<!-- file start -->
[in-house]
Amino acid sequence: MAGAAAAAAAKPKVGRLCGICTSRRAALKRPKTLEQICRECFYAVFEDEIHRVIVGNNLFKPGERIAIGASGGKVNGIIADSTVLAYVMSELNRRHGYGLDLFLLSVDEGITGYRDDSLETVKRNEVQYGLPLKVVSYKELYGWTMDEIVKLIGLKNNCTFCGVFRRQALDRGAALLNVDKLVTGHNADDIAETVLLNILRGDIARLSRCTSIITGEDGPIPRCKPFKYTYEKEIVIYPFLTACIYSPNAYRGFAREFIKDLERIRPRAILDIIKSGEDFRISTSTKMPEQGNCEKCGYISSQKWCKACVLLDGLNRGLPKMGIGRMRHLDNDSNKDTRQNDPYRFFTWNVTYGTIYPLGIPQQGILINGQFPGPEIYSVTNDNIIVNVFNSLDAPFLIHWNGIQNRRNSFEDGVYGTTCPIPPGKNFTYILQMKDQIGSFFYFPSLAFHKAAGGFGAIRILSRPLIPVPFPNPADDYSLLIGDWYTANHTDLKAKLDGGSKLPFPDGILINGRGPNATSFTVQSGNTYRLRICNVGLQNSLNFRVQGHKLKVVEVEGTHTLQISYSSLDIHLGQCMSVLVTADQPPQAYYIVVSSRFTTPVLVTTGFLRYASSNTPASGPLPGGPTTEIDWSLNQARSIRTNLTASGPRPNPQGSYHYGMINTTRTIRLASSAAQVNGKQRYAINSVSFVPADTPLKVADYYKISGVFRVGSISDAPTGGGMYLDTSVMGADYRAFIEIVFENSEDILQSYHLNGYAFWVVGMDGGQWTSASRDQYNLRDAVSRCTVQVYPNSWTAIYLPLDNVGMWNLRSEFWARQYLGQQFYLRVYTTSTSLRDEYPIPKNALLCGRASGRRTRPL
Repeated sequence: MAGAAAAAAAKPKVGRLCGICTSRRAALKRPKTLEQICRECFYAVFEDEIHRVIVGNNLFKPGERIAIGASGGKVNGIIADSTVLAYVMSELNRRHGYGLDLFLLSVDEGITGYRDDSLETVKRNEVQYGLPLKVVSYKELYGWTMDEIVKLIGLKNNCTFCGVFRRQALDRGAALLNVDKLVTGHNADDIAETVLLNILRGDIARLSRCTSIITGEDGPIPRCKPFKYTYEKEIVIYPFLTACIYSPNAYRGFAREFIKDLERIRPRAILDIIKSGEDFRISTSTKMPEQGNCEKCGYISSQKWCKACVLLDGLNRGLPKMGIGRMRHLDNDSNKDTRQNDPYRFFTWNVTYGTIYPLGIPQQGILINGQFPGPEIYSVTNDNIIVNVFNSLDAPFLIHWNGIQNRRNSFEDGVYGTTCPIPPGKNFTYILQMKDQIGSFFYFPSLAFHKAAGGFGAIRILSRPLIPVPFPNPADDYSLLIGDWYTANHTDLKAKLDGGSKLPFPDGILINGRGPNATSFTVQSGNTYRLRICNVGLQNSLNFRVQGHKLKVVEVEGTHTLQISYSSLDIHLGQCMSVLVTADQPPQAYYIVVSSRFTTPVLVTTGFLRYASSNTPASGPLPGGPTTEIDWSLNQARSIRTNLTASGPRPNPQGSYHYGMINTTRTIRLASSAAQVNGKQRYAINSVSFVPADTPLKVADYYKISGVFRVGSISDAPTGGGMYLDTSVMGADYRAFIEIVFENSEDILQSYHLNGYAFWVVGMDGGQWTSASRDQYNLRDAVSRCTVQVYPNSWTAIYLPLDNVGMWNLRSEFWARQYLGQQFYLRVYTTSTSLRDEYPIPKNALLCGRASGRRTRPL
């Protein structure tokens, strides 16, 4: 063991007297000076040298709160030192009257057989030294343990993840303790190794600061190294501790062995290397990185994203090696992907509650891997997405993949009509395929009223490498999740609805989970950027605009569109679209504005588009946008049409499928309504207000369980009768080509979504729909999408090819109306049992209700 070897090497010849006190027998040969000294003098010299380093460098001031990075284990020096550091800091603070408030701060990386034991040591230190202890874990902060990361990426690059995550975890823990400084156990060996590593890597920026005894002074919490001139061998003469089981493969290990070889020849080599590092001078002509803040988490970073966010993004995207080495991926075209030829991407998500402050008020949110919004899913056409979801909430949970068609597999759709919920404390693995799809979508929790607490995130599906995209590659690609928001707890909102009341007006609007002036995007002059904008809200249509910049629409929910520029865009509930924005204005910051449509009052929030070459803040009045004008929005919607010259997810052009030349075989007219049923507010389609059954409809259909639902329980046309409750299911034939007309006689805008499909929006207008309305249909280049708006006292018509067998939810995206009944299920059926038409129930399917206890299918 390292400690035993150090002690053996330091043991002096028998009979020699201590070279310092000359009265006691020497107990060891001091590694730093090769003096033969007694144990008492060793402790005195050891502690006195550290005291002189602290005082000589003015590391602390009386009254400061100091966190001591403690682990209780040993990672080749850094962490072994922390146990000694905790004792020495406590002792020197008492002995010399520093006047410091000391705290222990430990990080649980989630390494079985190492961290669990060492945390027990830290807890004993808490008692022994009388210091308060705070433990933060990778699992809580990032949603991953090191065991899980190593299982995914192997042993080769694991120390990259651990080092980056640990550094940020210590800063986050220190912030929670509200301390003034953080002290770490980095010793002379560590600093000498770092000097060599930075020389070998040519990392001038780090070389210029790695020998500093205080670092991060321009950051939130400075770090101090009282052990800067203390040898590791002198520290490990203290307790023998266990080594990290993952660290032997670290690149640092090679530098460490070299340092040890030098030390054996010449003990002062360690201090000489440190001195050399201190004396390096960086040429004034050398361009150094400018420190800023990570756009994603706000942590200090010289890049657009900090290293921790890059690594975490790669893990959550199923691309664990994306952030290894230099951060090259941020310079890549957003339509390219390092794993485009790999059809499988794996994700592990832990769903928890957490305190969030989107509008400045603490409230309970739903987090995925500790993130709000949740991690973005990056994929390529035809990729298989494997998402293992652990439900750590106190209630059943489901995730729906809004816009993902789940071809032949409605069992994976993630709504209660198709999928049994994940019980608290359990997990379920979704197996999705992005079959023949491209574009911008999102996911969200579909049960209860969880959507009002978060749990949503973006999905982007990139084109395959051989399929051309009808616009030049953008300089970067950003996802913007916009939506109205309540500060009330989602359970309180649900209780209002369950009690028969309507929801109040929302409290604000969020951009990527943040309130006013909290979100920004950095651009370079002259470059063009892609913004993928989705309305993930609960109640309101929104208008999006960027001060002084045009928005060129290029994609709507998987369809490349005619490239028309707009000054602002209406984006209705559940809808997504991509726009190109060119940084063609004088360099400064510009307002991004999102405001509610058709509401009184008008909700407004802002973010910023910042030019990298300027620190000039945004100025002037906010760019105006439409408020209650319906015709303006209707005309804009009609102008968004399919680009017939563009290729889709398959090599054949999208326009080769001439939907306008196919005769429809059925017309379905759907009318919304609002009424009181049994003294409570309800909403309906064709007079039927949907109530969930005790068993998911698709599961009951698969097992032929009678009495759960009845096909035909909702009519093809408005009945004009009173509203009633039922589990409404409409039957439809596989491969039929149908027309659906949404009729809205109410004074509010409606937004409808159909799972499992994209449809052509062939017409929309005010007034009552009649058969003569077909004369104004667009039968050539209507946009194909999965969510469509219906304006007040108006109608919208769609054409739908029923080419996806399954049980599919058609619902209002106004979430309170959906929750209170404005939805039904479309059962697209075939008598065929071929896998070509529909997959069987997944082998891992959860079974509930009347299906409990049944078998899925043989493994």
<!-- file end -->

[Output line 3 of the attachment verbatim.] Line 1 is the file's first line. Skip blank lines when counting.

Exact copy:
Repeated sequence: MAGAAAAAAAKPKVGRLCGICTSRRAALKRPKTLEQICRECFYAVFEDEIHRVIVGNNLFKPGERIAIGASGGKVNGIIADSTVLAYVMSELNRRHGYGLDLFLLSVDEGITGYRDDSLETVKRNEVQYGLPLKVVSYKELYGWTMDEIVKLIGLKNNCTFCGVFRRQALDRGAALLNVDKLVTGHNADDIAETVLLNILRGDIARLSRCTSIITGEDGPIPRCKPFKYTYEKEIVIYPFLTACIYSPNAYRGFAREFIKDLERIRPRAILDIIKSGEDFRISTSTKMPEQGNCEKCGYISSQKWCKACVLLDGLNRGLPKMGIGRMRHLDNDSNKDTRQNDPYRFFTWNVTYGTIYPLGIPQQGILINGQFPGPEIYSVTNDNIIVNVFNSLDAPFLIHWNGIQNRRNSFEDGVYGTTCPIPPGKNFTYILQMKDQIGSFFYFPSLAFHKAAGGFGAIRILSRPLIPVPFPNPADDYSLLIGDWYTANHTDLKAKLDGGSKLPFPDGILINGRGPNATSFTVQSGNTYRLRICNVGLQNSLNFRVQGHKLKVVEVEGTHTLQISYSSLDIHLGQCMSVLVTADQPPQAYYIVVSSRFTTPVLVTTGFLRYASSNTPASGPLPGGPTTEIDWSLNQARSIRTNLTASGPRPNPQGSYHYGMINTTRTIRLASSAAQVNGKQRYAINSVSFVPADTPLKVADYYKISGVFRVGSISDAPTGGGMYLDTSVMGADYRAFIEIVFENSEDILQSYHLNGYAFWVVGMDGGQWTSASRDQYNLRDAVSRCTVQVYPNSWTAIYLPLDNVGMWNLRSEFWARQYLGQQFYLRVYTTSTSLRDEYPIPKNALLCGRASGRRTRPL